A to Z Herbal Teas

To prepare herbal tea, use approximately one to three teaspoons of herb per cup of boiling water. Boil water but do not use an aluminum kettle. Pour water into a mug or pot leaving herbs to steep for at least five minutes, but don’t leave for longer than ten minutes or the tea may become bitter. For stronger tea, use more herb rather than steeping the tea for a longer time.

Store herbal tea in amber colored or opaque jars, never in clear glass jars. The potency of the herb may be destroyed by light. Mild teas can be used daily over long periods of time with no ill effects.

  • Anise:

For treating coughs, bronchitis and a stuffy nose, good breath freshener, digestive aid and relieves upset stomach and flatulence, treatment for colic. Relieves the discomfort of menopause. Promotes milk production in nursing mothers. Sedative.

  • Basil:

Calming the nerves, settling the stomach, and easing cramps and good for the bladder. Basil possesses some great healing powers due to its antibacterial and anti-inflammatory compounds.

  • Caraway:

Mild stimulant for digestion. Caraway tea and infusions are best for treating intestinal parasites, urinary tract infections, coughs, colds, bronchitis, and fever. They also help in boosting immunity.

  • Catnip (flavor with mint):

Peace. Used to treat colds and insomnia. Lowers fevers, dries up postnasal drip, gets rid of bad headaches and relieves sore aching bones due to colds and flu.

  • Chamomile:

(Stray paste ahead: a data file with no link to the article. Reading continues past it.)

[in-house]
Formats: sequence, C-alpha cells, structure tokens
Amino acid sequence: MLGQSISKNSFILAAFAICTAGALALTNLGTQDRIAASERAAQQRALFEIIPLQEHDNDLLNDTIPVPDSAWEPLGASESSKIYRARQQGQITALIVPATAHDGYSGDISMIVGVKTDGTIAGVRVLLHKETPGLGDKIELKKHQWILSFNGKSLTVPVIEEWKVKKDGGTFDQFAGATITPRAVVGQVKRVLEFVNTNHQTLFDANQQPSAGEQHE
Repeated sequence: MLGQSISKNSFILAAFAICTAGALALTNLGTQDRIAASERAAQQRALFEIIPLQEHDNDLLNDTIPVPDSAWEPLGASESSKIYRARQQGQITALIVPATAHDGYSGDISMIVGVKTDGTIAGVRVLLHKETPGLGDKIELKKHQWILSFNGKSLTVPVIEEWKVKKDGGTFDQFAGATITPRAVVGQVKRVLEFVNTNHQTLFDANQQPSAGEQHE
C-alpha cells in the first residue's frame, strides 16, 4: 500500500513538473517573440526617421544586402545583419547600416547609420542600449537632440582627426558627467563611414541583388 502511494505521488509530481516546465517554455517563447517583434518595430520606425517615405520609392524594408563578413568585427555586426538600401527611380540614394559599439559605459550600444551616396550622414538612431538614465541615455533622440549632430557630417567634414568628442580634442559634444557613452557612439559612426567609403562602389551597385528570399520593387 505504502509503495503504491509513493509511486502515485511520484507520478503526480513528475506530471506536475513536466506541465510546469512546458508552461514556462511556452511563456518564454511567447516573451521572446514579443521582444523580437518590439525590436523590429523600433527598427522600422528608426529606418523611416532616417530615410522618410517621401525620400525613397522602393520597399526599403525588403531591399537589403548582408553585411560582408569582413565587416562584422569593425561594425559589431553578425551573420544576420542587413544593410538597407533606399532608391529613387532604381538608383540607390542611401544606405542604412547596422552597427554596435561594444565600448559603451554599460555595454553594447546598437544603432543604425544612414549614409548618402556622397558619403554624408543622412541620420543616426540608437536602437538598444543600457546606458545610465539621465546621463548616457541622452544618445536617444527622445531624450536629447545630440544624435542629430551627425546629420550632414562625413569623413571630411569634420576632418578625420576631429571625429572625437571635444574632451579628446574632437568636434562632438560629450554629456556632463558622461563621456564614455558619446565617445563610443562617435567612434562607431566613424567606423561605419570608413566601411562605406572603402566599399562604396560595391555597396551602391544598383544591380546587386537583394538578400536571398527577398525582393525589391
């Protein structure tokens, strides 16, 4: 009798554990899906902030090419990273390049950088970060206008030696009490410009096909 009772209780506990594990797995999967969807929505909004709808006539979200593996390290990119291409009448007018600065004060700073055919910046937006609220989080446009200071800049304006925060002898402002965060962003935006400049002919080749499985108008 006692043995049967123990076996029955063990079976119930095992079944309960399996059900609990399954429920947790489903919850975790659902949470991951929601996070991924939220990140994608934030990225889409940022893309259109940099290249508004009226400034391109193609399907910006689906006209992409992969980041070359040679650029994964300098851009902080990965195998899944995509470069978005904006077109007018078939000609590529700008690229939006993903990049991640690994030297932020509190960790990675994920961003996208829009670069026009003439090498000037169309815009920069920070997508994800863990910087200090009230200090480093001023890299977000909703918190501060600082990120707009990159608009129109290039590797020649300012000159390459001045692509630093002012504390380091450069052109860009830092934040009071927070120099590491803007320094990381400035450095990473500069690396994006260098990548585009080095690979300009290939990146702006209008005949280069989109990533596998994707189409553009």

Relaxation. Calming. Great for digestion, fevers, burns, anti-inflammatory for wounds, and sedative for nervous disorders. Relieves stomachaches and diarrhea in infants and children (always use in diluted form). Gentle sleep inducer. Makes an excellent insect repellent, simply by splashing some tea on face, arms and feet.

  • Cayenne:

Excellent flu fighter. Promotes fast recovery, stops internal and external bleeding, said to prevent heart attacks and also helps with depression and headaches.

  • Cinnamon:

Digestive aid. Used for diarrhea, dysentery or general indigestion. Drinking cinnamon tea can help control the levels of bad cholesterol in the blood and regulate blood sugar. Consuming cinnamon on a regular basis improves digestion and eliminates gas.

  • Clove:

An analgesic helping prevent disease and infection. Clove is used for upset stomach and as an expectorant. Expectorants make it easier to cough up phlegm. Clove oil is used for diarrhea, hernia, and bad breath.

  • Comfrey:

Slows bleeding, aids colds, eases burns. As a tea may be applied to bites, sores, rashes, broken bones, and cuts. Although comfrey tea may offer medicinal benefits, the internal use of comfrey tea has raised considerable controversy. Taking this herb internally may cause liver damage. Talk to your doctor before taking any form of comfrey, including comfrey tea, internally.

  • Dandelion:

Ground root can be used as a coffee substitute. A tonic and a relief for common stomach problems. Use a handful of flower tops to 1 pint of boiling water.

  • Fennel:

Employed as an appetite suppressant and digestive aid. Weak solution can help babies with gas. Fennel may also be used in combination with other herbal remedies to modify the side effects of herbal formulas used as laxatives, or other treatments for digestive problems.

  • Ginger:

Coughs and Colds. Good for cramps, to stimulate the digestive organs, migraines and nausea, external stiffness. For pain you can also soak cloths in ginger tea and apply them directly to the painful areas. A good healing tea is made from a pinch of peppermint, a pinch of ginger and either a pinch of clove powder or 2 bruised cloves, add 1 cup of hot water and steep.

  • Ginseng:

Stimulant, tonic, an agent for prolonged life. Also a mild pain killer, and improves blood circulation. Reported to successfully treat asthma, bronchitis, cancer, flatulence, diabetes, weakness, fever, coughs and heartburn, and a mild stimulant. Relieves stress and moderate heart disease.

  • Hibiscus: